A HAPPY BERRY should grow better, ripen early, be sweeter, beam with a rich deep colour and shine with happiness.

They get sweeter as the season progresses   - at their peak they are very sweet – great for syrups.

Several years ago Russell asked himself – “If I were a berry vine, what would make me happy so that I would produce happy berries?”

The answers he came up with have been put into practice at Cherrytime Orchard.

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The berries’ roots run deep and  flourish in the rich red granitic sub-soil which has decomposed from the Warby rocks over many years. The top layer of black top soil is rich in nutrients to nourish the plants as they grow.

The berry vines are grown in north-south rows maximizing the effects of the early morning sun while being protected from the hot, late afternoon, summer sun by the Warby Range.

On winter mornings when the Ovens Valley is layered in fog, the slopes of the Warby Range are more often than not in sunshine.

When the first flowers appear in mid- October, hundreds of happy bees fly in  to  pollinate them  as they fill their bee hives, placed among the vines, with honey.

Soon berries start to take shape on the vines, nourished by the pure rain water from above, or filtered through the micro sprinklers. 

The bottom 2 feet (under the vine) is kept clean of foliage and fruit to prevent the fruit coming into contact with the soil and becoming dusty and contaminated  and to enable the vines to be watered at their roots so that the fruit does not get unduly wet.

Because one of the parents of this species is the wild blackberry these vines are tough – they have no pests or diseases like other fruit – no brown rot, no curly leaf, no aphids, no cherry slug.  They do not have to endure any harsh chemical sprays, being fed only natural nutrients.

“Our berries have a blissful existence, turning their dew-laden faces to greet the rising sun in the morning…  and then, what a view awaits them – 360o of hills, mountains, valleys  and the endless sky.”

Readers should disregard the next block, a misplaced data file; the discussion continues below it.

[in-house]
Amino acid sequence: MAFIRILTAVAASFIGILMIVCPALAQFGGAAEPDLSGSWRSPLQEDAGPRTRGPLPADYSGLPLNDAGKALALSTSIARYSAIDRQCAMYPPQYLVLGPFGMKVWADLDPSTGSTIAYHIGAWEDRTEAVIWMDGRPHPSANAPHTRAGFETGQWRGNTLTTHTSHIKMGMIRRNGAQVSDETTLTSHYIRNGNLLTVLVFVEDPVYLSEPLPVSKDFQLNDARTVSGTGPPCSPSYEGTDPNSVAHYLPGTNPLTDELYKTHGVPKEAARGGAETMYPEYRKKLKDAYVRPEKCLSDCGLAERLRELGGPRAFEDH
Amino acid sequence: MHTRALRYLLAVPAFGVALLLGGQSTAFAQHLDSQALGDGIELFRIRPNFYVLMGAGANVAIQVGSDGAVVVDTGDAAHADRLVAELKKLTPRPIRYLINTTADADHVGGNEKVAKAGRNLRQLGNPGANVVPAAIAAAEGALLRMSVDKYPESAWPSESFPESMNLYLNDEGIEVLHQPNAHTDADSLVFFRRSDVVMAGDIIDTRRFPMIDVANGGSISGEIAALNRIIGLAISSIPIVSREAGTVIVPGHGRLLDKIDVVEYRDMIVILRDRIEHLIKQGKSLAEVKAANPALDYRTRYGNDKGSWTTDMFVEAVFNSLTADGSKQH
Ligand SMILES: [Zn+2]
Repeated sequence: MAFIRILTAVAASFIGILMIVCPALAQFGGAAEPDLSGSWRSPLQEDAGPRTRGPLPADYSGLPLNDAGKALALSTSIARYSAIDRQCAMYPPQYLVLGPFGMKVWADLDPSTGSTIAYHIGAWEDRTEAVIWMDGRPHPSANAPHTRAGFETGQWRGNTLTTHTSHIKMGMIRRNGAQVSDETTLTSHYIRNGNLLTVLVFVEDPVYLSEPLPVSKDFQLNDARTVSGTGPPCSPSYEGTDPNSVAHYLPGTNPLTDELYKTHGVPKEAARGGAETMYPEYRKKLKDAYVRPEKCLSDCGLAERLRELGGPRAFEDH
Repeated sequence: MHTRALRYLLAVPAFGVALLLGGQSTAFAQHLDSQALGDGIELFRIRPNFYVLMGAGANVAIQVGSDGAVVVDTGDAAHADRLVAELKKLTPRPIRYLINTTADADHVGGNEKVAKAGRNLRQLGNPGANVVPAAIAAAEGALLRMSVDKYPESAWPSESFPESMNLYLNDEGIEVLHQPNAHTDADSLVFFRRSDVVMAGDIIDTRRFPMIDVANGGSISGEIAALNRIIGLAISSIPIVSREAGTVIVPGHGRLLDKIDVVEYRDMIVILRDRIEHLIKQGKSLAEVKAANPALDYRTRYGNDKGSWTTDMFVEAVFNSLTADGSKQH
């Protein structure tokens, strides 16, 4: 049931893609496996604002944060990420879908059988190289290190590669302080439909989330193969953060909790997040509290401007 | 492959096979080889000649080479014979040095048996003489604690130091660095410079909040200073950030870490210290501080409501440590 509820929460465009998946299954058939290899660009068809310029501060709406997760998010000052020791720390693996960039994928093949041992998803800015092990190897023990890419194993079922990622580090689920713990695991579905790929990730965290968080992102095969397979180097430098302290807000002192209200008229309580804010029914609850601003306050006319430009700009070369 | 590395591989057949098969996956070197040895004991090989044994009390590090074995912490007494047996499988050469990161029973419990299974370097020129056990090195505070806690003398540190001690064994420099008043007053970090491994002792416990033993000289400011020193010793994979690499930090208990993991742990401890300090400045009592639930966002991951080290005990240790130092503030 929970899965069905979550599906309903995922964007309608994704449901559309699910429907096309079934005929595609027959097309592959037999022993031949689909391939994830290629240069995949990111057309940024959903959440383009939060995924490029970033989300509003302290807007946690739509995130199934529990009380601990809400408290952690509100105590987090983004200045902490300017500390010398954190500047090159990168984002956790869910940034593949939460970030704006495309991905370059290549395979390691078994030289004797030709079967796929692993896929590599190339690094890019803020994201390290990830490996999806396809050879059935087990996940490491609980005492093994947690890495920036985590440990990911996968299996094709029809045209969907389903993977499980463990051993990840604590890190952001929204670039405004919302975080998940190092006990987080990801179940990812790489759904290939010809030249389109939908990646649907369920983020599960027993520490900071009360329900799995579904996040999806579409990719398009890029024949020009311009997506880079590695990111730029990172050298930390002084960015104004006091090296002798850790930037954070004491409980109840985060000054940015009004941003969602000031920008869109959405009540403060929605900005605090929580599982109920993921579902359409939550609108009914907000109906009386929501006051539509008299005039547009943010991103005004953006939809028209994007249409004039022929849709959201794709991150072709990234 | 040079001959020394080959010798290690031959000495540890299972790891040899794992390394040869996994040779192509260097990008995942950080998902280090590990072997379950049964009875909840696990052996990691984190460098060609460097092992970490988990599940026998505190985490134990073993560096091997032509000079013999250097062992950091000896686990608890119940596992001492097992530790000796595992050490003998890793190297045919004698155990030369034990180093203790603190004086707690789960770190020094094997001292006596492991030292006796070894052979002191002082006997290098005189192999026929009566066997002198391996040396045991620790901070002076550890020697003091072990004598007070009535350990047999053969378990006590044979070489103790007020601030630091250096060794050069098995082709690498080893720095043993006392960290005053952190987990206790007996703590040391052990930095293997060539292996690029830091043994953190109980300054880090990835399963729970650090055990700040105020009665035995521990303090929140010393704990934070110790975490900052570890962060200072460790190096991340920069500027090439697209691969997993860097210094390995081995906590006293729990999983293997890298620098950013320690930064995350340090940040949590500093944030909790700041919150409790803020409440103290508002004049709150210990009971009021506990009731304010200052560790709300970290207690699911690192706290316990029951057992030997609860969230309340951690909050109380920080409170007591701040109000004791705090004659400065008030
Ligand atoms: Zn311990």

They are allowed to grow naturally on a well-drained gentle slope where their feet are never too  wet, as the rains drain away quickly into the granitic sub soil.

No-one is happy  when sunburnt – neither are berries.  75% shade cloth on the little ‘roof frames’ over the berry rows keeps the hot sun off the berries between 11.00am and 3.00pm.  Since initiating this practice over the last couple of harvest seasons very little fruit has been lost to sunburn.

In late springtime each berry is tenderly and lovingly picked by gentle hands as the first rays of sunshine peep over the distant mountains. They are then carefully taken to our newly built cool-room and chilled immediately to give them the maximum shelf life possible.

Russell has had over 30 years experience working with berries – trialing many varieties of berries and various growing and pruning techniques  so that he could produce the biggest and yummiest berry you’ll ever taste.

Joy makes sure that no berry is overlooked.  They all have potential. If they do not make it into the first class punnet, there  is always a place for them in a delicious jam or syrup.

The berries who do make it into the first class punnets are destined for local restaurants or markets.

First class and jam class berries are sold at the orchard’s  farm gate or local farmers’ markets.

Once the picking has finished the old wood of the vines is cut off the wires and discarded.  New runners which will have grown along the ground during the picking season  are trained up onto the wires and will become the next season’s fruit bearers.

With the load of that dead wood off their minds it is only a matter of weeks before the vines fill the  wires with new growth and by the end of autumn the bushes are nearly as leafy as they will be when the flowers arrive in spring.